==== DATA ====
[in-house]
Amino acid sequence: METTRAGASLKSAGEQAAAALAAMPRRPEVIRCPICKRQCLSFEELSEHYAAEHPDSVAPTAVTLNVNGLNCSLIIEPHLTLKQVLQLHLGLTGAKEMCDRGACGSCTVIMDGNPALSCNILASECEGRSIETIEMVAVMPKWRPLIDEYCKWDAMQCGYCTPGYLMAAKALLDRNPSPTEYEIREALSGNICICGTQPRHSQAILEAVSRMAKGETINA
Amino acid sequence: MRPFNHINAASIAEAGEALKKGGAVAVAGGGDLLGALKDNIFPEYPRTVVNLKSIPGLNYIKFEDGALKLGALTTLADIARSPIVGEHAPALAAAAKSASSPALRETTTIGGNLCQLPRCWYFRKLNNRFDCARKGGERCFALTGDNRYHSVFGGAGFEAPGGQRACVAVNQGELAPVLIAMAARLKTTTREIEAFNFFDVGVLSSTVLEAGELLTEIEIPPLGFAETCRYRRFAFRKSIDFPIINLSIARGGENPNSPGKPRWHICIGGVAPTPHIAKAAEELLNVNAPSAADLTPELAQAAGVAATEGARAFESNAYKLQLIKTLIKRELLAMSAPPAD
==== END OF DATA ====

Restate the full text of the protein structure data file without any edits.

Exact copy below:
[in-house]
Amino acid sequence: METTRAGASLKSAGEQAAAALAAMPRRPEVIRCPICKRQCLSFEELSEHYAAEHPDSVAPTAVTLNVNGLNCSLIIEPHLTLKQVLQLHLGLTGAKEMCDRGACGSCTVIMDGNPALSCNILASECEGRSIETIEMVAVMPKWRPLIDEYCKWDAMQCGYCTPGYLMAAKALLDRNPSPTEYEIREALSGNICICGTQPRHSQAILEAVSRMAKGETINA
Amino acid sequence: MRPFNHINAASIAEAGEALKKGGAVAVAGGGDLLGALKDNIFPEYPRTVVNLKSIPGLNYIKFEDGALKLGALTTLADIARSPIVGEHAPALAAAAKSASSPALRETTTIGGNLCQLPRCWYFRKLNNRFDCARKGGERCFALTGDNRYHSVFGGAGFEAPGGQRACVAVNQGELAPVLIAMAARLKTTTREIEAFNFFDVGVLSSTVLEAGELLTEIEIPPLGFAETCRYRRFAFRKSIDFPIINLSIARGGENPNSPGKPRWHICIGGVAPTPHIAKAAEELLNVNAPSAADLTPELAQAAGVAATEGARAFESNAYKLQLIKTLIKRELLAMSAPPAD